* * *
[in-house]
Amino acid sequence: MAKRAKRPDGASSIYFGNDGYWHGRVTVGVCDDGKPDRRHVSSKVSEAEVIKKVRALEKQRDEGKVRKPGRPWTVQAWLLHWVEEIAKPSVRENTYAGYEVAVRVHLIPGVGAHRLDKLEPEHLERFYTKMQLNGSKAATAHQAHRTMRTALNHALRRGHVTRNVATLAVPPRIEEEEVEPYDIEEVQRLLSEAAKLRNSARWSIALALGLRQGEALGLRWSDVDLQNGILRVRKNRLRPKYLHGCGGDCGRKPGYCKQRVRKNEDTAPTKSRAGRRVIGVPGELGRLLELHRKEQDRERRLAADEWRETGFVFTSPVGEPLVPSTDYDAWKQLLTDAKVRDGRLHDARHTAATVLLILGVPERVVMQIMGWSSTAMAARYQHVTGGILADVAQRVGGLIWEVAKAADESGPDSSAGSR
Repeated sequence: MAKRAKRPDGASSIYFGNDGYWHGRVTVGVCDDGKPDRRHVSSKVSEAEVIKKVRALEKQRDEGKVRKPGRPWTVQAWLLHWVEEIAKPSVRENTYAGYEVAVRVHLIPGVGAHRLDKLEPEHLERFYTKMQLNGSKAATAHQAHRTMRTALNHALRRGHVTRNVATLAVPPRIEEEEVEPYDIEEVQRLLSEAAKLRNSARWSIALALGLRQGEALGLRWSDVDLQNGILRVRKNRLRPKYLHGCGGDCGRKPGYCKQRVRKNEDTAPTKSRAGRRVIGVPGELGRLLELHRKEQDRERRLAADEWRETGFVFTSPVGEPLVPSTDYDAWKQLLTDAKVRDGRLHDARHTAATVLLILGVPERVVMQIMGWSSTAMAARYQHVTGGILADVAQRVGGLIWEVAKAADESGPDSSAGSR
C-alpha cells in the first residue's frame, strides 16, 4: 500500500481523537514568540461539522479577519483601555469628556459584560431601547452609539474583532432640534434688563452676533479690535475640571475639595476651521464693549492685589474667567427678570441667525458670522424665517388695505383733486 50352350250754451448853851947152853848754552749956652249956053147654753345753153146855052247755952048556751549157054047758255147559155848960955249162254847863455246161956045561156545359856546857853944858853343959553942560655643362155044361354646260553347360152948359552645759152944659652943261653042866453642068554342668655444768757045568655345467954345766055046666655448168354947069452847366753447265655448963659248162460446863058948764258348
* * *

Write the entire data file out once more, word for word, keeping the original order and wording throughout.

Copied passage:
[in-house]
Amino acid sequence: MAKRAKRPDGASSIYFGNDGYWHGRVTVGVCDDGKPDRRHVSSKVSEAEVIKKVRALEKQRDEGKVRKPGRPWTVQAWLLHWVEEIAKPSVRENTYAGYEVAVRVHLIPGVGAHRLDKLEPEHLERFYTKMQLNGSKAATAHQAHRTMRTALNHALRRGHVTRNVATLAVPPRIEEEEVEPYDIEEVQRLLSEAAKLRNSARWSIALALGLRQGEALGLRWSDVDLQNGILRVRKNRLRPKYLHGCGGDCGRKPGYCKQRVRKNEDTAPTKSRAGRRVIGVPGELGRLLELHRKEQDRERRLAADEWRETGFVFTSPVGEPLVPSTDYDAWKQLLTDAKVRDGRLHDARHTAATVLLILGVPERVVMQIMGWSSTAMAARYQHVTGGILADVAQRVGGLIWEVAKAADESGPDSSAGSR
Repeated sequence: MAKRAKRPDGASSIYFGNDGYWHGRVTVGVCDDGKPDRRHVSSKVSEAEVIKKVRALEKQRDEGKVRKPGRPWTVQAWLLHWVEEIAKPSVRENTYAGYEVAVRVHLIPGVGAHRLDKLEPEHLERFYTKMQLNGSKAATAHQAHRTMRTALNHALRRGHVTRNVATLAVPPRIEEEEVEPYDIEEVQRLLSEAAKLRNSARWSIALALGLRQGEALGLRWSDVDLQNGILRVRKNRLRPKYLHGCGGDCGRKPGYCKQRVRKNEDTAPTKSRAGRRVIGVPGELGRLLELHRKEQDRERRLAADEWRETGFVFTSPVGEPLVPSTDYDAWKQLLTDAKVRDGRLHDARHTAATVLLILGVPERVVMQIMGWSSTAMAARYQHVTGGILADVAQRVGGLIWEVAKAADESGPDSSAGSR
C-alpha cells in the first residue's frame, strides 16, 4: 500500500481523537514568540461539522479577519483601555469628556459584560431601547452609539474583532432640534434688563452676533479690535475640571475639595476651521464693549492685589474667567427678570441667525458670522424665517388695505383733486 50352350250754451448853851947152853848754552749956652249956053147654753345753153146855052247755952048556751549157054047758255147559155848960955249162254847863455246161956045561156545359856546857853944858853343959553942560655643362155044361354646260553347360152948359552645759152944659652943261653042866453642068554342668655444768757045568655345467954345766055046666655448168354947069452847366753447265655448963659248162460446863058948764258348